As Syrian authorities announce the adoption of a new constitution, Russian and European diplomats discuss a new UN Security Council resolution aimed at ending the civil strife in the embattled Arab republic.
Foreign Minister Sergey Lavrov hailed Syria’s decision to adopt a new constitution as a means for ending the protracted political crisis, which has caused a bloody standoff between forces loyal to President Bashar al-Assad and anti-government protesters.
"Of course, we believe that the adoption of a new constitution in Syria is a step forward towards political pluralism," Lavrov said following talks with his Dutch counterpart Uri Rosenthal in The Hague on Wednesday.
Lavrov, hopeful that elections would be held in Syria at the end of May in compliance with the new constitution, described the move as “better late than never.”
Meanwhile, the Russian minister said Moscow is prepared to continue discussions on a UN Security Council resolution – as long as it takes into consideration Russia’s concerns.
Noting that Russian and EU diplomats “discussed the potential of new consultations on Syria in the UN,” Lavrov stressed that Moscow has “always advocated consultations."
Lavrov explained that Russia and China vetoed the latest resolution on Syria “because our Western colleagues had closed the door on further consultations, telling us that they would no longer listen to our commentaries and putting this resolution to a vote in an ultimatum-like manner.”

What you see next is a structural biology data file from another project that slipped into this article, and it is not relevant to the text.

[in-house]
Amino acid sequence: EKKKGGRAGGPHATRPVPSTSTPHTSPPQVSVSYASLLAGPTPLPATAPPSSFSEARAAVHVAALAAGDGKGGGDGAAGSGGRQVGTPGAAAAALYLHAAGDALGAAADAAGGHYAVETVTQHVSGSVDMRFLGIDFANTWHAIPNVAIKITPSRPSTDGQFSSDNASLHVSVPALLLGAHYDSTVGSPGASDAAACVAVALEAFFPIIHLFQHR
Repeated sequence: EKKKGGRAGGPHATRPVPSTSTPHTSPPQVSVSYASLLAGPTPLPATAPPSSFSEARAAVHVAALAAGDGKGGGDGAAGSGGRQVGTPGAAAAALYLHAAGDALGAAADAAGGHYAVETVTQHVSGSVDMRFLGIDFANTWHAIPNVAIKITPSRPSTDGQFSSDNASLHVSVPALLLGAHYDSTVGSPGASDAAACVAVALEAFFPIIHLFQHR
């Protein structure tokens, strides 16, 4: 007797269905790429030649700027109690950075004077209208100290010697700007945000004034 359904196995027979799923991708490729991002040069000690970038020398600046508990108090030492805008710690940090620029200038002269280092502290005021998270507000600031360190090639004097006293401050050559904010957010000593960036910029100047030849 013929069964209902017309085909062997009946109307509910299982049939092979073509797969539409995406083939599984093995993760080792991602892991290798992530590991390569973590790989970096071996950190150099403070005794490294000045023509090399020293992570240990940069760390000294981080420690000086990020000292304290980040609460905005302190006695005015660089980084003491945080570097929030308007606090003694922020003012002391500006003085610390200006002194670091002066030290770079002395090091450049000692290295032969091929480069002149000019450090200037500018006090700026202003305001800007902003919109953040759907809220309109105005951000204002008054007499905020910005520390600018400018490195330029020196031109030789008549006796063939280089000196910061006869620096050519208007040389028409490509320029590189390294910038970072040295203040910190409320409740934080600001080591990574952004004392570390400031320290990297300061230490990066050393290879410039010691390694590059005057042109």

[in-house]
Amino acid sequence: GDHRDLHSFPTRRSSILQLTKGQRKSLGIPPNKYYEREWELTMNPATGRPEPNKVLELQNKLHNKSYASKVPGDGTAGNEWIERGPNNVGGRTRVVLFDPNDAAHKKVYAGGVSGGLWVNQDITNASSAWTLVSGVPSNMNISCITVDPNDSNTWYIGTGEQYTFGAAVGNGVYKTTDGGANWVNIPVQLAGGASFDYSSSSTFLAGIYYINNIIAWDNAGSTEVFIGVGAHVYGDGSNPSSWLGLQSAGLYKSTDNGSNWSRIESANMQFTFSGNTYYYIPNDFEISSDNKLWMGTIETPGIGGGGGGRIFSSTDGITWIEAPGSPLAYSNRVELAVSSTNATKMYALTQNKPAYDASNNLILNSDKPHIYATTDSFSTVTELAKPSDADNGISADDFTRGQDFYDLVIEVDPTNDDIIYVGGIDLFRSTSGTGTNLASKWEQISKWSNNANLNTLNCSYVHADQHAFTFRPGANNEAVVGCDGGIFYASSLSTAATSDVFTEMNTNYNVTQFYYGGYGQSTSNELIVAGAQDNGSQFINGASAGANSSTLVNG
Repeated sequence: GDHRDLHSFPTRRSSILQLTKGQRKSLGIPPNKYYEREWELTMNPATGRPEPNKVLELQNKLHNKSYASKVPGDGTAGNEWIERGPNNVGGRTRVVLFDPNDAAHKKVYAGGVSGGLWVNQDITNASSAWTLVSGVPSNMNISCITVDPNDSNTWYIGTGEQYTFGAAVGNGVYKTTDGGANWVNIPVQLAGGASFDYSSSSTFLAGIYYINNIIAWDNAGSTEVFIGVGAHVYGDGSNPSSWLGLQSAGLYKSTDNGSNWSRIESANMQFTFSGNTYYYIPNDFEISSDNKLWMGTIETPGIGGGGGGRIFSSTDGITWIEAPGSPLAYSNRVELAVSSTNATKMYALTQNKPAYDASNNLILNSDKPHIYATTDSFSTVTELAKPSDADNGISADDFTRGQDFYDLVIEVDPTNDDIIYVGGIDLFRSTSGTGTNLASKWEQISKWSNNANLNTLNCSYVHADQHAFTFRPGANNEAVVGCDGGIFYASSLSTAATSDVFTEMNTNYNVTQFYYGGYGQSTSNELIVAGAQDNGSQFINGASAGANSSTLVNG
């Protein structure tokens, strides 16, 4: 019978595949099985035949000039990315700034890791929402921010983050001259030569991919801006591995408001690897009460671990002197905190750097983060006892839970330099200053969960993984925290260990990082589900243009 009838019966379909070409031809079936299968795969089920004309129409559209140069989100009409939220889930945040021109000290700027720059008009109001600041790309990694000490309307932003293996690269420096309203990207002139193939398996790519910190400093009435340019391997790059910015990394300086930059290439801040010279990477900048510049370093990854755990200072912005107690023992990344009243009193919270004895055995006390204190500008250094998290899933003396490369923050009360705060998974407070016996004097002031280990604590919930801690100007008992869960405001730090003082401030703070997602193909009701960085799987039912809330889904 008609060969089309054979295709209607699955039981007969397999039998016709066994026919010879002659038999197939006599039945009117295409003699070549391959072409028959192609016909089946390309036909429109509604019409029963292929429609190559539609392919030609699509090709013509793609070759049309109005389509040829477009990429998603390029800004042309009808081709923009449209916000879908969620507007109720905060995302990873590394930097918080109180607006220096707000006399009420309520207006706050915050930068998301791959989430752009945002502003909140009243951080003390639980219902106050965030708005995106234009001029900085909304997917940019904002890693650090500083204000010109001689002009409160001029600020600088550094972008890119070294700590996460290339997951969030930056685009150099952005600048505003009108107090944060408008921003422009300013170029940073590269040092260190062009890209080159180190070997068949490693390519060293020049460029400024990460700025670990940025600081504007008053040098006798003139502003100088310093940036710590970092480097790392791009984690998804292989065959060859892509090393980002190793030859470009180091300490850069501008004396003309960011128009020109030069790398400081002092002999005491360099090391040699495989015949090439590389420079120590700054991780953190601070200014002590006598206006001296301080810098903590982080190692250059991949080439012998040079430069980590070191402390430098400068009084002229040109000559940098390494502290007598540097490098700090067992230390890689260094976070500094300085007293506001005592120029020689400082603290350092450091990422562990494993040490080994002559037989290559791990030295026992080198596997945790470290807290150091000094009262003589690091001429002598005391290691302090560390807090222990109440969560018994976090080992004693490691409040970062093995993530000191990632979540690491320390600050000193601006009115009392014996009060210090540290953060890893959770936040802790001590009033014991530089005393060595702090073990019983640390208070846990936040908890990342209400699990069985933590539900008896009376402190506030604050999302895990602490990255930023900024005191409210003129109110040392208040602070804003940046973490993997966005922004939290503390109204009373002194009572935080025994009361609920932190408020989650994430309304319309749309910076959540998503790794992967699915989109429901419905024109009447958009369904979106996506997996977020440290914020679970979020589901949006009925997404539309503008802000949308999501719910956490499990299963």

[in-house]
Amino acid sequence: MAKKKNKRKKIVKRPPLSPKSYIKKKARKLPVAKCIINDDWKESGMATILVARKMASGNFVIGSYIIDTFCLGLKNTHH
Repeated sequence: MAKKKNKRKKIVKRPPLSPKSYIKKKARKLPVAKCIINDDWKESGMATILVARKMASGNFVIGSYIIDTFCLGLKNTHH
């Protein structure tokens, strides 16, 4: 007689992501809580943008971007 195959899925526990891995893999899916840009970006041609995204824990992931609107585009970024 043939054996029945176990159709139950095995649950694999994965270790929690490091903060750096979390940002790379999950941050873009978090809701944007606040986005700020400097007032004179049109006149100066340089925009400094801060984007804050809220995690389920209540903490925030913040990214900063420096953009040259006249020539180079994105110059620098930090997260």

Although the authors of the resolution had taken Russia's demands into account by removing the provision on the imposition of sanctions on the Syrian authorities, while agreeing the document cannot be used as a pretext for external interference, it nevertheless carried proposals that did not suit Russia and China, he said.
"The resolution demanded that the Syrian government immediately pull out all armed forces from cities,” Lavrov explained. “We insisted that a provision be added, saying that the armed groupings must do the same. That was categorically rejected.”
Lavrov said consultations on a new resolution will continue on Thursday, when he is scheduled to meet his French colleague Alain Juppe.
"Tomorrow, I will meet my colleague Mr. Juppe in Vienna, and will be ready to listen to what he wants to tell me," Lavrov said.
Asked by journalists what he thinks of the new resolution, Lavrov responded: "It is impossible to give an answer to such a question without having the text at hand.”